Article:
March 1, 2011

What A Difference A River Makes!

Just across the river from El Paso, TX, is one of the most violent cities in the world. Just how bad is it in Ciudad-Juarez, Mexico?

There were 3,111 civilians murdered in the city of Juarez in 2010 and 2,421 in the entire country of Afghanistan.

On a per capita basis, a civilian was 30 times more likely to be murdered last year in Juarez, where there are 1,328,017 inhabitants according to Mexico’s 2010 census, than in Afghanistan, where there are 29,121,286 people according to the CIA World Factbook.

The number of civilians killed in Afghanistan was compiled by the Congressional Research Service and published in a CRS report released on Feb. 3. The number of civilians killed in Juarez was compiled by Molly Molloy, a research librarian at New Mexico State University who maintains a count of murders Juarez and published it on the Frontera List Web site.

Another CRS report details the research on the number of murders in Juarez.

In 2009 there were 15,241 murders (and non-negligent manslaughter) in the US with a projected population of 307 million for a murder rate of 5 per 100,000 population. In Juarez the murder rate is 234 per 100,000. That's 47 times greater.

In war torn Afghanistan there were 2,241 murders in a population of 29,121,286 for a murder rate of 8.3 per 100,000. The murder rate in Juarez is 28 times higher.

While the 2010 Uniform Crime Report (UCR) has not been released by the FBI, the 2009 UCR can give us an idea of just how bad it is just across the border by comparing US city crime rates with those of Juarez. So let's look at America's largest cities and compare their 2009 UCR murders.

It is interesting to note that the murder rate in Afghanistan is lower than half of America's sixteen largest cities. And let's not forget the jewels in America's premier Democrat controlled American cities -Detroit, St. Louis and Washington, DC. Detroit as noted above has a murder rate of 40.2, St, Louis is just a wee bit higher at 40.3 and DC is still up there at 23.8 per 100,000.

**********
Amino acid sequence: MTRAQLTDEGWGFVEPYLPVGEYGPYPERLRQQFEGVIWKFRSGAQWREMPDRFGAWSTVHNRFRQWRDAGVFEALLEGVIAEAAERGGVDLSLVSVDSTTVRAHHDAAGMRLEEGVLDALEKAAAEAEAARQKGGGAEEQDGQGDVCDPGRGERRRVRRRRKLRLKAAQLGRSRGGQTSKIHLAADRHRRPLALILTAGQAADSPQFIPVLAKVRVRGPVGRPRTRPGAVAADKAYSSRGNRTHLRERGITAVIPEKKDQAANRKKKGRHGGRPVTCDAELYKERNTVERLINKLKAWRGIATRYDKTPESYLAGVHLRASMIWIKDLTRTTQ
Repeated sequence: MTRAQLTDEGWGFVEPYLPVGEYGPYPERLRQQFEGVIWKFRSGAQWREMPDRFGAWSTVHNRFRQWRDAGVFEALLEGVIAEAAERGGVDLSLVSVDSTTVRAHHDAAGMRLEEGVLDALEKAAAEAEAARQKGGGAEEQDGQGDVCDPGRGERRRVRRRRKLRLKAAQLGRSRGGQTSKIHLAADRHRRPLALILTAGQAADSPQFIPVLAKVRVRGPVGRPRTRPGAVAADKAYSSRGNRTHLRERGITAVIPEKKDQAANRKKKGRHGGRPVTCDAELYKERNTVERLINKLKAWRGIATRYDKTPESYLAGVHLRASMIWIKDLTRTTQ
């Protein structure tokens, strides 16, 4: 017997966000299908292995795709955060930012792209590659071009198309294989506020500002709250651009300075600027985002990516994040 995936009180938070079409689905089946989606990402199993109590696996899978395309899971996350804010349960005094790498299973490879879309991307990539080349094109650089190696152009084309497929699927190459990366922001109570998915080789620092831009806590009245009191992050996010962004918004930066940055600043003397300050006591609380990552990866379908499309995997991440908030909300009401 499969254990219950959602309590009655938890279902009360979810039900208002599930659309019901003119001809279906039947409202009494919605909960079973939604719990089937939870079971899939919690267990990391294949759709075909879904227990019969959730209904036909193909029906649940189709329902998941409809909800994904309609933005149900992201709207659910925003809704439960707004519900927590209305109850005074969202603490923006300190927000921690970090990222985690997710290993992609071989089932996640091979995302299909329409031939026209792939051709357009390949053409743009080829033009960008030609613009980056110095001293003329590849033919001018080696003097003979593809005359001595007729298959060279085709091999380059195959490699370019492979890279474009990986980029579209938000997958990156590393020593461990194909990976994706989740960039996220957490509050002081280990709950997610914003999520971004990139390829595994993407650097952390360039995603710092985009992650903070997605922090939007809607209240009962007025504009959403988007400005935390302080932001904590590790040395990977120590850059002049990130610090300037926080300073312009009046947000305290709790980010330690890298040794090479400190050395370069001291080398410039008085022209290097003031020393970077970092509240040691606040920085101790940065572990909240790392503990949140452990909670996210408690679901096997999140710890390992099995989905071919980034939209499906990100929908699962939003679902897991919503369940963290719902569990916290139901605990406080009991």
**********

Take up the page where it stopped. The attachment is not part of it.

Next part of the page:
This is not to be confused with the annual report on America's most dangerous cities published by CQ Press. That is another matter completely as it combines UCR Violent Index Crimes (Murder, Rape, Robbery and Aggravated Assault) whereas I am merely taking America's sixteen largest cities and their murder rates. But it is interesting to note that top four most violent cities in 2010 were St. Louis, MO, Detroit, MI, Camden, NJ, and Flint, MI, as per the 2009 UCR.

I am not gloating over the misfortune of thousands of slain Americans. As a former LEO that just ain't in the picture. I spent many hours with bruised, battered and bloody dead bodies processing crime scenes and there is nothing to be happy about. But there are ways to control crime if the will to do so exists. Mexico is a hopelessly corrupt third world nation, we are not. It is a shame that we have cities with these kind of crime rates.

And as final parting thoughts, while Ciudad-Juarez is out of control, the America city on the other side of the Rio Grande, El Paso, has one of the lowest murder rates in the US. With a population of 618,812 and 12 homicides in 2009, El Paso's murder rate is only 1.9 per 100,000. Also, look again at San Diego's numbers. It is right across the border from Tijuana, only 17 miles away. Tijuana has a 2009 murder rate (657 murders) very similar to Camden and Detroit and a population of 1,559,714.